The Shanty on 19th

Gordon Ramsay and the Realities of Reality Television

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The bearded guy in the Lehigh Valley Phantoms jersey stared down at his plate of burnt, blackened scallops and, with disgust, exclaimed “Is this a joke?”

To nearby patrons, it could have been the rude ramblings of just another loud-mouthed hockey fanatic. But The Shanty on 19th owner, Joe Tatasciore soon learned these words would mark the beginning of an epic journey to renovate the iconic Allentown restaurant that is situated about a half mile from Muhlenberg College.

It was restaurant makeover artist and world renowned chef Gordon Ramsay behind the disguise of beard and hockey jersey. Ramsay and his team had selected Tatasciore’s restaurant for a three-month filming process pieced together with hidden cameras, interviews, a 24-hour makeover process, revamped menu, and a grand re-opening.

“You really didn’t know what to expect,” said Tatasciore, who agreed to an interview to reveal behind-the-scene details of the filming process for what is now the second episode of season two for Ramsay’s FOX-TV reality show; “24 Hours to Hell and Back.”

Tatasciore eventually implemented many of Ramsay’s recommendations for the restaurant that has been around Allentown’s West End area of 19th Street in one form or another since 1968. But Tatasciore wrote off much of the reality show as unreality.

The TV show’s official episode listing describes the bistro as a “failing restaurant” on the “brink of disaster.” However, Tatasciore said the show tended to exaggerate their issues, and that The Shanty was never at a serious risk of closing down.

“It was a lot of BS… that’s TV,” says Tatasciore. “We were doing well before the show, and business is doing better.”

The team was there for five days of taping, for about 15 hours a day, and Tatasciore describes the filming process as a chaotic scene.

Tatasciore claimed the show was very pieced together, cutting out a lot of what was filmed, including Tatasciore’s bizarre one-on-one with Gordon Ramsay in his SUV at three o’clock in the morning. The original cut had Ramsay trying to breathalyze Tatasciore, bringing him to a nearby church with four cameramen inside. The episode shows Tatasciore drinking at the bar during service on a few occasions, and he explains that the show wrongly framed him as a person with an alcohol addiction.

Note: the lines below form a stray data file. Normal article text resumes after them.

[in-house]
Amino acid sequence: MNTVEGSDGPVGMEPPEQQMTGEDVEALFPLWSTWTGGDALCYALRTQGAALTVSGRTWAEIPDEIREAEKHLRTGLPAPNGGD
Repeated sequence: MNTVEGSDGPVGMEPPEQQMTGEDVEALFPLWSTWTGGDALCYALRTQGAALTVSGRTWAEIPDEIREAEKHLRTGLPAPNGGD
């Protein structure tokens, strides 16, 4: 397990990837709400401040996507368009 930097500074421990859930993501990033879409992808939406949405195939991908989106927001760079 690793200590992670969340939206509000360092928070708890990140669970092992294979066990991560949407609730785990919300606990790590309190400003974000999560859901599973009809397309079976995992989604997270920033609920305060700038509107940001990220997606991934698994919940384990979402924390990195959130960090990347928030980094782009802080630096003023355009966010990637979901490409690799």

“I want to make a shirt that says ‘I’m not an alcoholic, I’m not in debt’” says Tatasciore.

The show, Tatasciore said, also failed to mention that his wife, who was managing her jewelry business, was also in the works of building a coffee shop, and Tatasciore was helping her build it at the time of the show. Since the renovations, his wife works at the restaurant about four days a week.

The after-effects of the show proved to help the business, Tatasciore said, with people coming in from Delaware, New York, and New Jersey to meet Joe and everyone on the show.

“The night the show aired, it was so busy,” he said. “I didn’t watch the episode until a week later.”

When the producers were first scouting out the area, Tatasciore did not want his restaurant to be part of the show, but once he found out that they would invest $100,000 in the business, he gave them the go-ahead. The budget funded new décor, tables, chairs, barstools, booths, updated kitchen equipment and better quality food.

Another change for the restaurant was its menu, cutting its large 130-item menu into just 13. After the show, Tatasciore added a few of the popular items back to the menu, bringing it to 36 items.

“The original menu was a bit much, but now it’s a lot more manageable,” he says.

Executive chef Kennedy Agos, when asked to interview, declined because she said she wasn’t feeling very well. The episode mentions the stress of working in the kitchen tended to amplify her heart condition.

“We still fight sometimes” says Tatasciore. “But at the end of the day, we hug it out.”

Tatasciore’s father, Joe Sr., was also working at the restaurant and helping out, but was given the boot by Ramsay after cameras caught him talking about Agos behind her back and saying to customers how bad the food was. Since the show, Tatasciore says that he has found a new job and doesn’t help out much with the business anymore.

Currently, The Shanty on 19th has proven to be a success story of the restaurants Gordon Ramsay has visited. In his other experiences on his last show “Kitchen Nightmares,” some restaurants were able to bounce back while others went out of business shortly after his visit.

Since the show, the restaurant has received mixed views online. In a Kitchen Nightmares update, customers seem to enjoy the burger and fries, and the new décor is an improvement, but there are still complaints about the service and some of the food items, including “mussels undercooked and tasted rotten” and a “very high noise level.”

The makeover happened around late October this year, so perhaps there are still some adjustments for all of the changes made in such a short time period.

“The overall experience of the show was awesome,” says Tatasciore. “But would I do it again? Absolutely not.”

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